April 11 / 2019

The Heit lab is excited to share our 3D printed “spaceships” with the microscopy community. These are live cell imaging chambers (Leiden chambers) which hold an 18 mm circular coverslip plus enough media to keep cells alive over 24 hours of imaging. These can be easily modified with free CAD software to add features such as profusion ports and electrodes. But importantly, they are very cheap – a few dollars (that is the total cost – including magnets, o-rings and 3D printer filament) versus several hundred dollars for their commercial equivalents.

The enclosed .ZIP file contains a readme file with all of the information required to print these chambers (including a complete list of non-3D printed parts), .STL files for two different size chambers (35 mm and 42 mm) and a .STL file for tools to aid in the assembly of the chambers. The only other item you will need is access to a 3D printer (we use the Prusa MK3S).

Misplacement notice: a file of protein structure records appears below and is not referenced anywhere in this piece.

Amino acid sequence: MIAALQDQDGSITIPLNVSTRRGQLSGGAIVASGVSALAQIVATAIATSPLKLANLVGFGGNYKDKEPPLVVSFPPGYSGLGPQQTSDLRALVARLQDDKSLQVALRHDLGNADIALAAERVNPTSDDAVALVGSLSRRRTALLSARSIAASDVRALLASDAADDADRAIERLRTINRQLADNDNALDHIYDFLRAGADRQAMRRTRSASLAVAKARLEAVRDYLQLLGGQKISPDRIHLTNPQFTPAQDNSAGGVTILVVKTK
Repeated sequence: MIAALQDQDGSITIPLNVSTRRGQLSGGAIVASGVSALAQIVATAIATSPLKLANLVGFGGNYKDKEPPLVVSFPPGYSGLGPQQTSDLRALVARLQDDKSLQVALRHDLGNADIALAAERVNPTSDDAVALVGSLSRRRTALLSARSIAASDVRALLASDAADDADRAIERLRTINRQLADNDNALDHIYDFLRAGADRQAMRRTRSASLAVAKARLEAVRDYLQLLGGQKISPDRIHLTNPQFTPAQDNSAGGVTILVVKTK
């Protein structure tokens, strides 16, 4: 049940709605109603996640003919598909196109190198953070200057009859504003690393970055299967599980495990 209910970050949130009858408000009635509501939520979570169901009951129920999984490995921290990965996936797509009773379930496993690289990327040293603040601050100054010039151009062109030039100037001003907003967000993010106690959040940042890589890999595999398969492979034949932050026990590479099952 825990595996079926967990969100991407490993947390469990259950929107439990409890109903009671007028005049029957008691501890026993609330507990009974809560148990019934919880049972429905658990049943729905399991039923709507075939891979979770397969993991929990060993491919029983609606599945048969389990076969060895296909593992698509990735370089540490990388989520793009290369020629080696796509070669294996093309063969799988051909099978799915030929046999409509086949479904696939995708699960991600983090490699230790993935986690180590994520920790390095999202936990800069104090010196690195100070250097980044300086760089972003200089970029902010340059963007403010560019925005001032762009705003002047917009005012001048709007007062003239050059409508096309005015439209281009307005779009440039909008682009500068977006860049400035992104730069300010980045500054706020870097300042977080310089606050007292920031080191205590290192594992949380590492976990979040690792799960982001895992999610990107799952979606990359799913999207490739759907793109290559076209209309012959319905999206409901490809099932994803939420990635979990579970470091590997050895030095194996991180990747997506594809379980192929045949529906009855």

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Thank you NVIDIA
January 28 / 2019

We would like to thank NVIDIA and their GPU Grant Program for awarding the Heit lab a free GPU for our computational work. This program furnishes academic labs with free GPU’s, for use in developing new analytical frameworks and to enable data analysis. This NVIDIA GPU will allow the Heit lab to continue our development of the next generation of image analysis routines, building upon or MIiSR and SPT frameworks. In addition, this GPU will increase our capacity to engage in SRRF super-resolution imaging.

Happy Holidays from the Heit Lab
December 14 / 2018

Merry Christmas!

SRRF Imaging
November 15 / 2018

One of the best parts of science is bringing new techniques and technologies into your lab. Our newest technique is SRRF imaging, which can more than double the resolution of nearly any widefield microscope, and can even be employed on living samples. The improvement this technology adds can be seen in the images of bovine aortic epithelial cells on the left, which have been stained for actin (yellow), DNA (cyan) and mitochondria (magenta).

SRRF imaging uses a specialised deconvolution approach which relies on the mapping of radial symmetry to resolve the positions of  fluorophores with high precision. This process is repeated over a number of frames (10-100), with the convergence of signals between images used to refine fluorophore positions and non-convergence used to remove noise. The result is a dramatic improvement in both resolution and signal-to-noise ratios.

Original Image